The Horse Camp Trail offers an opportunity for a 15 mile loop beginning and ending at the Horse Camp Trailhead. This loop can be completed by taking the Horse Camp Trail 3.9 miles to the Pacific Crest National Scenic Trail. At the crest, follow the PCNST northeast for two miles to Cook and Green Pass. The Cook and Green Trail #959 takes off from here heading north and begins an 8.2 mile descent to Forest Road 1040. On 1040, head south for half a mile to the Horse Camp Trailhead.

","post_name":"horse-camp-trail","post_type":"resource","slug":"recreation","name":"Recreation","lat":"41.9723","lng":"-123.182","distance":"3.9","permalink":"\/see-do\/recreation\/hiking\/horse-camp-trail\/","terms":"a Hiking<\/a>\r\n\t\t\t\t\t\t (within Recreation<\/a>)"},{"ID":"671437","post_title":"Horse Camp Trail","post_content":"The Horse Camp Trail is a scenic trail offering access to the Red Buttes Wilderness Area and Echo Lake. The trail provides opportunities for fishing in Echo Lake and panoramic views from the Pacific Crest National Scenic Trail #2000. The trail climbs 3,500 feet in 3.9 miles and water may be found along the trail in two springs but has not been tested for safety. Treatment is recommended.

The trail climbs steeply from the trailhead through a shaded deciduous and mixed conifer forest. In 0.6 miles, the junction with the Butte Fork Trail #957 is reached. The Horse Camp Trail stays to the left and continues to climb steadily along the ridgeline. Horse Camp is reached after another mile with a spring located nearby. The trail continues to climb for another 1.5 miles before reaching a high mountain meadow dotted with an array of wildflowers. Deer are frequently seen grazing in the meadows. The Echo Lake junction at 6592 feet is soon reached - the trail to the right leads to Echo Lake, nestled in a small cirque basin below No Name Peak. For those continuing to the Pacific Crest National Scenic Trail #2000, follow the trail to the left and continue another half mile to the crest, marking the end of the Horse Camp trail.

The Horse Camp Trail offers an opportunity for a 15 mile loop beginning and ending at the Horse Camp Trailhead. This loop can be completed by taking the Horse Camp Trail 3.9 miles to the Pacific Crest National Scenic Trail. At the crest, follow the PCNST northeast for two miles to Cook and Green Pass. The Cook and Green Trail #959 takes off from here heading north and begins an 8.2 mile descent to Forest Road 1040. On 1040, head south for half a mile to the Horse Camp Trailhead.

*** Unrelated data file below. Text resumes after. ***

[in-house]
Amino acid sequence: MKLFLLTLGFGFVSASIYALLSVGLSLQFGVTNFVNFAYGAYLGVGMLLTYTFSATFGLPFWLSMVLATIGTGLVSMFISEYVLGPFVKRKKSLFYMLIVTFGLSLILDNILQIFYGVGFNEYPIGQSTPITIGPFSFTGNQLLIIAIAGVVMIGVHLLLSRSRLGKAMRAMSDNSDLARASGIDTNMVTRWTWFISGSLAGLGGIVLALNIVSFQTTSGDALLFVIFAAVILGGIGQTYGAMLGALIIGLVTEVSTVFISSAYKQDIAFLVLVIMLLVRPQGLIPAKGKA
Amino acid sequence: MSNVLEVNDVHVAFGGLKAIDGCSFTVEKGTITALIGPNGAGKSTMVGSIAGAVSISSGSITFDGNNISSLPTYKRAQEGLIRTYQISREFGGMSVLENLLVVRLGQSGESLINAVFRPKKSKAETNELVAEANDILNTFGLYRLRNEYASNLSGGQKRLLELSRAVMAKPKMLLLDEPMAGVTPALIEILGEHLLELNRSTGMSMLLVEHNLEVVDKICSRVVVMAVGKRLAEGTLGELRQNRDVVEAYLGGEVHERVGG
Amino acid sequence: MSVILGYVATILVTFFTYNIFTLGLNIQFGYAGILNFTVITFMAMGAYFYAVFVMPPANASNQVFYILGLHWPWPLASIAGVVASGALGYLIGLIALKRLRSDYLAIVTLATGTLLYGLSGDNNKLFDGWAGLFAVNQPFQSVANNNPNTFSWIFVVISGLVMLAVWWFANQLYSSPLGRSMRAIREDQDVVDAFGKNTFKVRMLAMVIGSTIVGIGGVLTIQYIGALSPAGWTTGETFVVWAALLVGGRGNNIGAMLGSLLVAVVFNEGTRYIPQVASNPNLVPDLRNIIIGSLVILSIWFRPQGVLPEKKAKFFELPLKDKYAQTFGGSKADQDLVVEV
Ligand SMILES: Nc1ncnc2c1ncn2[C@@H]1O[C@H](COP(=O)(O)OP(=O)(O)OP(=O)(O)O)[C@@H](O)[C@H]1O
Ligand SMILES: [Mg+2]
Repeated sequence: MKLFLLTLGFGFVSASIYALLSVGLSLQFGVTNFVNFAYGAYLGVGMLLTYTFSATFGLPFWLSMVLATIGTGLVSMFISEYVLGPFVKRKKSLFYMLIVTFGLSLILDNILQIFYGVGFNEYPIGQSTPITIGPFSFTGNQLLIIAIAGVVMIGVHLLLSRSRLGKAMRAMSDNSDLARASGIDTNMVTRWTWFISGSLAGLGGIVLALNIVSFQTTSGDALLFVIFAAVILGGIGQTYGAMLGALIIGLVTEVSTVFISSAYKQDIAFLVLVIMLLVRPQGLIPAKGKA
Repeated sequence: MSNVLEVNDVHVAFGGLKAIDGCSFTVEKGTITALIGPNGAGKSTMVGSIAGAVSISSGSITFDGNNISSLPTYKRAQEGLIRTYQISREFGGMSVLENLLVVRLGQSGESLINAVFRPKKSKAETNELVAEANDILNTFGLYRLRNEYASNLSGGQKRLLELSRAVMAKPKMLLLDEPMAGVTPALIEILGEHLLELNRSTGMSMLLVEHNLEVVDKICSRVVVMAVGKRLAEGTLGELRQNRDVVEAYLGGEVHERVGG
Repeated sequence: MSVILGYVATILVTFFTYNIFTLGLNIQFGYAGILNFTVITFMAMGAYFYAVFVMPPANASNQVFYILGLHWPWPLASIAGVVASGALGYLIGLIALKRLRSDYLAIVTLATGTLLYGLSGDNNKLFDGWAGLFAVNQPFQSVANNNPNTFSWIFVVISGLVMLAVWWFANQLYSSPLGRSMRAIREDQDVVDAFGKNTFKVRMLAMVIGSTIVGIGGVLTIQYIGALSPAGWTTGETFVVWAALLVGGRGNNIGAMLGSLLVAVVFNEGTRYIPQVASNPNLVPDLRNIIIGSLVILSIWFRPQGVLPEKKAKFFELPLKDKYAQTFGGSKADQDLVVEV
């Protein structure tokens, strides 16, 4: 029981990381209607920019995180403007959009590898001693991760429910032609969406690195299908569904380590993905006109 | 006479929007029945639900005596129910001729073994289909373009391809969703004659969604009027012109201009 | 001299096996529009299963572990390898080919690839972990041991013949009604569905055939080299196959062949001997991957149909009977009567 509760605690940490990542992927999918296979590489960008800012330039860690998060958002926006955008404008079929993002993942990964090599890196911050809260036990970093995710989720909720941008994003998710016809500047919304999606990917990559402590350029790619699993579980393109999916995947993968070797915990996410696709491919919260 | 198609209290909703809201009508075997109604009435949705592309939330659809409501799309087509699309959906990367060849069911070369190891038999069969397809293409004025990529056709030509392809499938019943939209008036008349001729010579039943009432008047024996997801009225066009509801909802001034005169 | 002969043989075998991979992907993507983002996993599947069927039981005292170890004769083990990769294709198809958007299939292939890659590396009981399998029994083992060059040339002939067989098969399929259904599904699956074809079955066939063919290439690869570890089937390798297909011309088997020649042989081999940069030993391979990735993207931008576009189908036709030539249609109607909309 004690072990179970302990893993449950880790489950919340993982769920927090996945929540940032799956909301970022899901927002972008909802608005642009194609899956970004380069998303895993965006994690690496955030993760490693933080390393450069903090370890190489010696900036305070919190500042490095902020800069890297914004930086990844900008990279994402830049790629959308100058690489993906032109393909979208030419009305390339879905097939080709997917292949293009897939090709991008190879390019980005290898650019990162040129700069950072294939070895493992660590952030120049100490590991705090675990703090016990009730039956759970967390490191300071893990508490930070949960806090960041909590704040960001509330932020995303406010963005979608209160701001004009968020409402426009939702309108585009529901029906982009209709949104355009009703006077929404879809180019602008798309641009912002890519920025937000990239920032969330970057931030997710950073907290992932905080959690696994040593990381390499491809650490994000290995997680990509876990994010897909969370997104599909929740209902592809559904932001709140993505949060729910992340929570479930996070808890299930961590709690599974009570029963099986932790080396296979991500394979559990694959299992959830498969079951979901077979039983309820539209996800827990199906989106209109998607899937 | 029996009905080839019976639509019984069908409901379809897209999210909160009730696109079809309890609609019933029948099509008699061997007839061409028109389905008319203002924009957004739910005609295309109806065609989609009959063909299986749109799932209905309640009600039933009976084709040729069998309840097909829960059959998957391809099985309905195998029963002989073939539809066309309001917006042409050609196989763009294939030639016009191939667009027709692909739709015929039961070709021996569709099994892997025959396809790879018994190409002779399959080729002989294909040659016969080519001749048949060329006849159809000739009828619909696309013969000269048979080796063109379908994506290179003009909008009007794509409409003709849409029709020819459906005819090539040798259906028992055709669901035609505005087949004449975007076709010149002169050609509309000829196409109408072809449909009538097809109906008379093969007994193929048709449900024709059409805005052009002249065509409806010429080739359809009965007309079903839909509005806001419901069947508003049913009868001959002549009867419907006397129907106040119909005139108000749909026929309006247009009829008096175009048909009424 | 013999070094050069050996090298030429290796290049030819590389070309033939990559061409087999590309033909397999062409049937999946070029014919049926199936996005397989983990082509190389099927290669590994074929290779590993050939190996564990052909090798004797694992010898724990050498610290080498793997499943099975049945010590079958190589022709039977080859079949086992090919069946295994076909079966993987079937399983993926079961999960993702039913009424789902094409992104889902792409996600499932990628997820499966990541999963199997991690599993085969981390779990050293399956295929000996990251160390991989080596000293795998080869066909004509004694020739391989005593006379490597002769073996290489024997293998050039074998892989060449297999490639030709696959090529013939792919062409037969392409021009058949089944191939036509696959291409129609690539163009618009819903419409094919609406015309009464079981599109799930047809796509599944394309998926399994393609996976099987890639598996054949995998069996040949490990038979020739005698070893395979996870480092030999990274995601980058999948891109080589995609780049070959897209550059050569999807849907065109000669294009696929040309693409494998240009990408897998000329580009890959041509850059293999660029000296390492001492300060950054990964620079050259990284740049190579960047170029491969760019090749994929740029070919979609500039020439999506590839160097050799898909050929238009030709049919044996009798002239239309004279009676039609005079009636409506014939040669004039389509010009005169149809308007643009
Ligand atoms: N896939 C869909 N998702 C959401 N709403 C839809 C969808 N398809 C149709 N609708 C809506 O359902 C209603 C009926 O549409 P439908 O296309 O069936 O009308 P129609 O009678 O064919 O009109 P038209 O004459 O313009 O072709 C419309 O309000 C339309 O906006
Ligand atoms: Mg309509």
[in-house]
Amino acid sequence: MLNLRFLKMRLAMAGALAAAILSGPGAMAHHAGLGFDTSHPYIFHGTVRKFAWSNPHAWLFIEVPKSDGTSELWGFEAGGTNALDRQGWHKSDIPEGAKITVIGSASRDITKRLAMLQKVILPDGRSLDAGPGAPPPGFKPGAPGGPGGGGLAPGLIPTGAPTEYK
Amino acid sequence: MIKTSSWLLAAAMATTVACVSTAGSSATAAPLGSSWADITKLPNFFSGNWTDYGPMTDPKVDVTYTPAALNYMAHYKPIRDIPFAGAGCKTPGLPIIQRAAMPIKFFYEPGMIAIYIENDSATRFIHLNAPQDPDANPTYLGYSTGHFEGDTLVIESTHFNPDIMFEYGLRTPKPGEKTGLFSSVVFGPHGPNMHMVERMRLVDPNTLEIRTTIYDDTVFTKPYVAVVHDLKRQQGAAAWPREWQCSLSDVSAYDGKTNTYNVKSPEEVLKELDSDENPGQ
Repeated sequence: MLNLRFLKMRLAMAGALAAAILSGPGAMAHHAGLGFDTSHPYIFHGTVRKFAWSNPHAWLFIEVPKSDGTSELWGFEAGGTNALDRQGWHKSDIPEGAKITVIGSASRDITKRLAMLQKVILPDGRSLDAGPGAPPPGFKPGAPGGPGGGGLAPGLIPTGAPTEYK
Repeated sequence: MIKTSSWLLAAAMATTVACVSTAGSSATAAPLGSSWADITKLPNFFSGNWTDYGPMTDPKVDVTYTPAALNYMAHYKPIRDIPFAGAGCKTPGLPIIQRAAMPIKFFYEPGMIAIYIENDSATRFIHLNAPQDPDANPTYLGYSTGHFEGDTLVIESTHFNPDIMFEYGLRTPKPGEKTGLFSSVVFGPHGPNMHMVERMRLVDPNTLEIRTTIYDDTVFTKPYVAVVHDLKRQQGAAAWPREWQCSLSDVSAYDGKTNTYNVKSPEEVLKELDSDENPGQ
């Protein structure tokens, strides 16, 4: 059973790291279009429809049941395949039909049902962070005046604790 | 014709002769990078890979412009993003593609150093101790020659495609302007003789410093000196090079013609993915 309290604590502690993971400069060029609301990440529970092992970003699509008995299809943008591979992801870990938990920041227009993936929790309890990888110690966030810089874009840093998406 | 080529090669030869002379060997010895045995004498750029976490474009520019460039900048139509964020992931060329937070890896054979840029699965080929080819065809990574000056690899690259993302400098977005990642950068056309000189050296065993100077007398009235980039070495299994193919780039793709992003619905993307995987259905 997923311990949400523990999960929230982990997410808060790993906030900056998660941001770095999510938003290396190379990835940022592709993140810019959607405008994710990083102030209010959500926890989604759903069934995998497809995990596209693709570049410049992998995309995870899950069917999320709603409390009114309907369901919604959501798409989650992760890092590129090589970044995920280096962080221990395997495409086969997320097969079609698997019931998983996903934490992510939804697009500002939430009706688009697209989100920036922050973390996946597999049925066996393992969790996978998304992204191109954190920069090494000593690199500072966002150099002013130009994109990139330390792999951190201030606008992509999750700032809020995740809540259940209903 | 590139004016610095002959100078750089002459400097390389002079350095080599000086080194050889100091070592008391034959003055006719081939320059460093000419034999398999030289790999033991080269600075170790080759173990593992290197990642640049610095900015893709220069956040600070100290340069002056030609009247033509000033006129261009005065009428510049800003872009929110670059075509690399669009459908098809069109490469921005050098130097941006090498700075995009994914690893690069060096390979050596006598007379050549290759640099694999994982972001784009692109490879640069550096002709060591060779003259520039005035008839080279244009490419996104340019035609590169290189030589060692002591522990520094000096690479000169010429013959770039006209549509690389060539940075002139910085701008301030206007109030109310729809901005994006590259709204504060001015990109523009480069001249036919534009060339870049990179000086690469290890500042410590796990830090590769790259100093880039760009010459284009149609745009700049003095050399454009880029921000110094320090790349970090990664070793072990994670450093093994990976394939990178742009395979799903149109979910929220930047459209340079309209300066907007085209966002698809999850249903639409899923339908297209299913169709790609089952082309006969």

","post_name":"horse-camp-trail-2","post_type":"resource","slug":"recreation","name":"Recreation","lat":"41.9723","lng":"-123.182","distance":"3.9","permalink":"\/see-do\/recreation\/fishing\/hiking\/horse-camp-trail-2\/","terms":"a Hiking<\/a>\r\n\t\t\t\t\t\t (within Recreation<\/a>)"},{"ID":"6519","post_title":"Stein Butte Trail","post_content":"The Stein Butte Trail was named for one of the many prospectors who mined this vicinity during the early gold rush years of the 1850's and 1860's and features areas of historical as well as scenic interest. Panoramic views of Applegate Lake and the rugged Siskiyou Mountains may be seen along the ridge. Evidence of hydraulic, surface and lode mining activity, dating from the turn of the century, is present along the trail. There is no water along this route.

Beginning at Seattle Bar, the trail passes underneath the Applegate Road bridge and crosses Manzanita Creek Road 1041. Leaving this road, the trail climbs steadily through a mixed conifer forest at a moderate grade for 2.5 miles to Elliot Ridge. Views from the ridge display the dramatic differences between the dark green forests of the north slopes and the pale green and brown tones of predominantly brush and grass seen on the south facing slopes. The trail continues along the ridge to a crest just below Stein Butte. A short side trail to the top of Stein Butte offers excellent vistas of the Red Buttes and much of the Siskiyou Crest.

A loop can be made by leaving the ridgeline at the trail junction approximately 0.3 miles east of the side trail at the top of Stein Butte. At this trail junction, follow the 2.6 mile long New London Trail #928 down the relatively steep grade to Elliott Creek Road 1050. Turn right at the trailhead and follow the road back to Seattle Bar.","post_name":"stein-butte-trail","post_type":"resource","slug":"recreation","name":"Recreation","lat":"42.016","lng":"-123.103","distance":"4.0","permalink":"\/see-do\/recreation\/cycling\/hiking\/stein-butte-trail\/","terms":"a Hiking<\/a>\r\n\t\t\t\t\t\t (within Recreation<\/a>)"}]},"success":true,"html":""}